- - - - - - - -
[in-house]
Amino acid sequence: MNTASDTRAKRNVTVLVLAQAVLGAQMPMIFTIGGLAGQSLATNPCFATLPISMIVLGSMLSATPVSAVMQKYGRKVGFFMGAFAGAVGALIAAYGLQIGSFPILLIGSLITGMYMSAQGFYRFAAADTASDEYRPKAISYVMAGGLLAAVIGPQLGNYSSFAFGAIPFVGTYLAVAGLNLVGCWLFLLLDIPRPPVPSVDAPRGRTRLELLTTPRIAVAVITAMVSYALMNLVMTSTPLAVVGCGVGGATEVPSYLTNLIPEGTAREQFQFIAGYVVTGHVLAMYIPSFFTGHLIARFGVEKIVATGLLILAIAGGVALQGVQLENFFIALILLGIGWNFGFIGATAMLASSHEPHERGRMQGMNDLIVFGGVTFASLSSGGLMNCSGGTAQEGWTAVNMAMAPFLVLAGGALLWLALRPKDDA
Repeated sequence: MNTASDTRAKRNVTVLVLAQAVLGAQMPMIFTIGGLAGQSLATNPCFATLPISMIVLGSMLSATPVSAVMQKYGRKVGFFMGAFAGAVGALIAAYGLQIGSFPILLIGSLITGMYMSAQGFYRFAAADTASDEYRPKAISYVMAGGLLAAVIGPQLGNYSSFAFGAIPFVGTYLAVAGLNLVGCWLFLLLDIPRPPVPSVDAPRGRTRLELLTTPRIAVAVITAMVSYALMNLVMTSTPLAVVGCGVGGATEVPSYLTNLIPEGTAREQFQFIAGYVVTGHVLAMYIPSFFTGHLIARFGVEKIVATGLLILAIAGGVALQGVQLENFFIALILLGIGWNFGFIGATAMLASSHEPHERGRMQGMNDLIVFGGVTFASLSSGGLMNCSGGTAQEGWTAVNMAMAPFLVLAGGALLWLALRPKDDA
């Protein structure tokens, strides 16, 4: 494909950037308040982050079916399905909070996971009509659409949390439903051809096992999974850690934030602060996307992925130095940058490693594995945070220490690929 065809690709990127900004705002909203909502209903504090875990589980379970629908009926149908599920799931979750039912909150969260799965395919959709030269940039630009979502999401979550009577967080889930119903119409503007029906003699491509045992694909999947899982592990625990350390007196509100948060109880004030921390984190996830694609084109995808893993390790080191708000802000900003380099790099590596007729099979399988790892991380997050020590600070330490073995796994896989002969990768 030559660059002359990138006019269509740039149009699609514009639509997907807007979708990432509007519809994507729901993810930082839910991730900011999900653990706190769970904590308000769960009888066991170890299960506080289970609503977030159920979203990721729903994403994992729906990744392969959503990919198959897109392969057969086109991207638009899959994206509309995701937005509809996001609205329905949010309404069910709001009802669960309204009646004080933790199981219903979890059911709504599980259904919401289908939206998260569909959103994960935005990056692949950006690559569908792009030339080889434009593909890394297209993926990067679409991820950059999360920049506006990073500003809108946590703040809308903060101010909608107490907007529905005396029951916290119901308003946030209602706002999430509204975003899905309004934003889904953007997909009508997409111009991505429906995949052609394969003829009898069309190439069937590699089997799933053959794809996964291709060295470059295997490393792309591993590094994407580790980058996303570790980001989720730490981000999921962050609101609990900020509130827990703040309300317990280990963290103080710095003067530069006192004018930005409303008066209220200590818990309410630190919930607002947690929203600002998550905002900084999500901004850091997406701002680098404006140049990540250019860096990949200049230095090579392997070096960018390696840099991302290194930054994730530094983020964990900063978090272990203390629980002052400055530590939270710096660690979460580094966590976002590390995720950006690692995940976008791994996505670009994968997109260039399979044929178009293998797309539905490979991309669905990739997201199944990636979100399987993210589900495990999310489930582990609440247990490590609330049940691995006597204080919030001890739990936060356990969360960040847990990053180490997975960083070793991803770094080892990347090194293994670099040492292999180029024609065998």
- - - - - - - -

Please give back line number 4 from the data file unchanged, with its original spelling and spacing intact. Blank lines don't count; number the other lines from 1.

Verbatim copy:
């Protein structure tokens, strides 16, 4: 494909950037308040982050079916399905909070996971009509659409949390439903051809096992999974850690934030602060996307992925130095940058490693594995945070220490690929 065809690709990127900004705002909203909502209903504090875990589980379970629908009926149908599920799931979750039912909150969260799965395919959709030269940039630009979502999401979550009577967080889930119903119409503007029906003699491509045992694909999947899982592990625990350390007196509100948060109880004030921390984190996830694609084109995808893993390790080191708000802000900003380099790099590596007729099979399988790892991380997050020590600070330490073995796994896989002969990768 030559660059002359990138006019269509740039149009699609514009639509997907807007979708990432509007519809994507729901993810930082839910991730900011999900653990706190769970904590308000769960009888066991170890299960506080289970609503977030159920979203990721729903994403994992729906990744392969959503990919198959897109392969057969086109991207638009899959994206509309995701937005509809996001609205329905949010309404069910709001009802669960309204009646004080933790199981219903979890059911709504599980259904919401289908939206998260569909959103994960935005990056692949950006690559569908792009030339080889434009593909890394297209993926990067679409991820950059999360920049506006990073500003809108946590703040809308903060101010909608107490907007529905005396029951916290119901308003946030209602706002999430509204975003899905309004934003889904953007997909009508997409111009991505429906995949052609394969003829009898069309190439069937590699089997799933053959794809996964291709060295470059295997490393792309591993590094994407580790980058996303570790980001989720730490981000999921962050609101609990900020509130827990703040309300317990280990963290103080710095003067530069006192004018930005409303008066209220200590818990309410630190919930607002947690929203600002998550905002900084999500901004850091997406701002680098404006140049990540250019860096990949200049230095090579392997070096960018390696840099991302290194930054994730530094983020964990900063978090272990203390629980002052400055530590939270710096660690979460580094966590976002590390995720950006690692995940976008791994996505670009994968997109260039399979044929178009293998797309539905490979991309669905990739997201199944990636979100399987993210589900495990999310489930582990609440247990490590609330049940691995006597204080919030001890739990936060356990969360960040847990990053180490997975960083070793991803770094080892990347090194293994670099040492292999180029024609065998």